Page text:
Freedom from Stuff: Part 1 – Decluttering

Today we begin the next segment in the Freedom series…a three-part look at “Freedom from Stuff.” Hope you enjoy!

One year into our marriage, my husband and I moved from a tiny, second-floor apartment in the city to my grandparents’ spacious farmhouse in the country, trading in our one bedroom, two closet living space for four bedrooms, multiple closets, tiers of kitchen cabinets, and a walk-in attic. And did I mention that the garage was even bigger than the house? We had SPACE, my friends.

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Fast forward four years, and we found ourselves packing up our dreams to move to God’s plan for us – an affordable (aka run-down) fixer-upper in the small town I grew up in, downsizing from our spacious country home to a two bedroom, two closet house. TWO CLOSETS. Thankfully we still had a small attic, but we now had no garage. Space was once again at a premium.

It wasn’t until we made that second, unplanned move that I realized how much stuff two people could accumulate over the course of four years. Suddenly all the stuff that was squirreled away in a back bedroom closet in our old house was now staring me in the face every day, as we had no place to go with it. As our family grew to three, and then four people, we had to take a serious look at how to keep all of our “stuff” from overtaking our house.

Thus began a system of purging that we have been refining over the past dozen years. Now, when purging a room or cleaning the attic, I ask myself the following questions:

  1. Have I used it in the past year? If I go through a whole year without thinking about or using an item, I most likely will not need it in the future. Time to donate it so someone else can use it!
  2. Do I like it? This is a really important question to ask! Do I even like this item? Am I keeping it out of obligation or guilt? Just because it was given to me, doesn’t mean I have to keep it! It took me years, but I have learned to give myself permission to let go of those items and, instead, treasure the kindness and thoughtfulness of the gift giver.
  3. Does it have sentimental value? When we first moved into our current home, I had a huge Rubbermaid container of high school memories. Within that container were shoe boxes filled with paper football-shaped notes from friends, programs from various school events, senior pictures, dried flowers, and other random items from that era of my life. Each time I have gone through that container over the years, I have been emotionally ready to let go of more of those items. Today, that huge container has been reduced to one small shoe box of the most important memories from those years.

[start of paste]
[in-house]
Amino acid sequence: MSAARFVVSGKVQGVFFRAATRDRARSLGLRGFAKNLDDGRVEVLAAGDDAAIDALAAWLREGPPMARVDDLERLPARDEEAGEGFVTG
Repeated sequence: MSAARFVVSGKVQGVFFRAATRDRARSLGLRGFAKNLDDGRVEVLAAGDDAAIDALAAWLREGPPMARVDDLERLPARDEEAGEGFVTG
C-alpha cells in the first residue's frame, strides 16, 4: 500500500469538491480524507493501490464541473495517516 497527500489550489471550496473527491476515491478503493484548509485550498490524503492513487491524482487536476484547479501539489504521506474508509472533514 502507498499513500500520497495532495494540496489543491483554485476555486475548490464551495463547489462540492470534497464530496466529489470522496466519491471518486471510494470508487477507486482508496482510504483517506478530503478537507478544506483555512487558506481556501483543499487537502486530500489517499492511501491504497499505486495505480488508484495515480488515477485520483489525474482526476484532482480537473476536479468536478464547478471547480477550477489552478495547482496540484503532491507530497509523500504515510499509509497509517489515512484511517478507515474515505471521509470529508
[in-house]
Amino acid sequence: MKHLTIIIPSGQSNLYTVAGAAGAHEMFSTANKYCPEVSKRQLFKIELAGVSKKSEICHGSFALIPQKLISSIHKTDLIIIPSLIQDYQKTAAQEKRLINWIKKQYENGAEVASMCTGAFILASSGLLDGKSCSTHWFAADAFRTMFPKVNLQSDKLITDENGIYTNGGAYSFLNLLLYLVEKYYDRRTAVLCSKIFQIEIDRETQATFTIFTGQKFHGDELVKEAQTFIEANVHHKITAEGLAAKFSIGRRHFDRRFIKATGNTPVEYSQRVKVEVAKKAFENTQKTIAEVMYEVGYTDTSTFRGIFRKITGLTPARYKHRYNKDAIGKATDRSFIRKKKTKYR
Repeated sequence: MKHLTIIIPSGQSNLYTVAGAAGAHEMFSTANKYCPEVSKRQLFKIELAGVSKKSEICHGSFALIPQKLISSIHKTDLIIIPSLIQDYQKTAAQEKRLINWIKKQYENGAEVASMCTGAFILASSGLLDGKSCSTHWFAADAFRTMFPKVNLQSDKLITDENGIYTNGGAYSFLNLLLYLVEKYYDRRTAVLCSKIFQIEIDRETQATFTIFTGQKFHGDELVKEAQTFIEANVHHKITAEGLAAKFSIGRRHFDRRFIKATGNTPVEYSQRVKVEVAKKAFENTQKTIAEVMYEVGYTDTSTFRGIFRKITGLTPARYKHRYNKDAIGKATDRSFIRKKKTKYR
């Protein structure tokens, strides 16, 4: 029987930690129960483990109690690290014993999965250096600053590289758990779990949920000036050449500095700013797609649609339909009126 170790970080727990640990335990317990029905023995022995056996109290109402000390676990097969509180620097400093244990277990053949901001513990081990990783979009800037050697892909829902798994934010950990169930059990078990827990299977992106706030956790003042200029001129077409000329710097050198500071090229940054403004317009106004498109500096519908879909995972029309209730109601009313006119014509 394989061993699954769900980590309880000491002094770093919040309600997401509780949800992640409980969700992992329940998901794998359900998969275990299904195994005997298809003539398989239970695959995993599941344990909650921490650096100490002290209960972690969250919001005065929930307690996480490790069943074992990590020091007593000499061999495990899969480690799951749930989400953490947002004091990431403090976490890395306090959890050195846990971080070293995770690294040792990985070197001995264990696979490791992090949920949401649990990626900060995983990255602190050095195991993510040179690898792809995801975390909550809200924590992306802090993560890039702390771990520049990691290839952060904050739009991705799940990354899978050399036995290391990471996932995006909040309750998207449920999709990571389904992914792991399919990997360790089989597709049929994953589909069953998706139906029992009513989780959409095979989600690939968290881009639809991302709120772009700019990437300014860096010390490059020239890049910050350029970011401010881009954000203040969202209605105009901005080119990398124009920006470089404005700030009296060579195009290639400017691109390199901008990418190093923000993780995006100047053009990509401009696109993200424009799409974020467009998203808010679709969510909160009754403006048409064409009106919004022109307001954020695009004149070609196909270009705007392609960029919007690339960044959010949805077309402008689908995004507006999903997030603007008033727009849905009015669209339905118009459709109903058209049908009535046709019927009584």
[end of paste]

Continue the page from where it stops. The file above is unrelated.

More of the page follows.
A fourth question that I ask, but this certainly doesn’t apply to everyone, is whether or not the item is dual purpose. Living in a house with such limited storage, it has become important to me that the items I keep are not only decorative, but also useful. For instance, I love collecting vintage Pyrex, which I display on open shelves in my kitchen. These bowls also serve as my everyday mixing and serving bowls. Another example is mason jars. We inherited a plethora of mason jars with this house, both the clear and the blue glass ones. The blue glass ones line my window sills as decor, but can also be used as an impromptu vase or candle holder. The clear ones have become our drinking glasses as well as containers that can store a myriad of grains, pastas, and sauces as needed.

The beauty of decluttering is that owning less stuff means managing less stuff, which frees me up to pursue things in life that are more important to me…like drinking coffee and watching Gilmore Girls reruns. 😉

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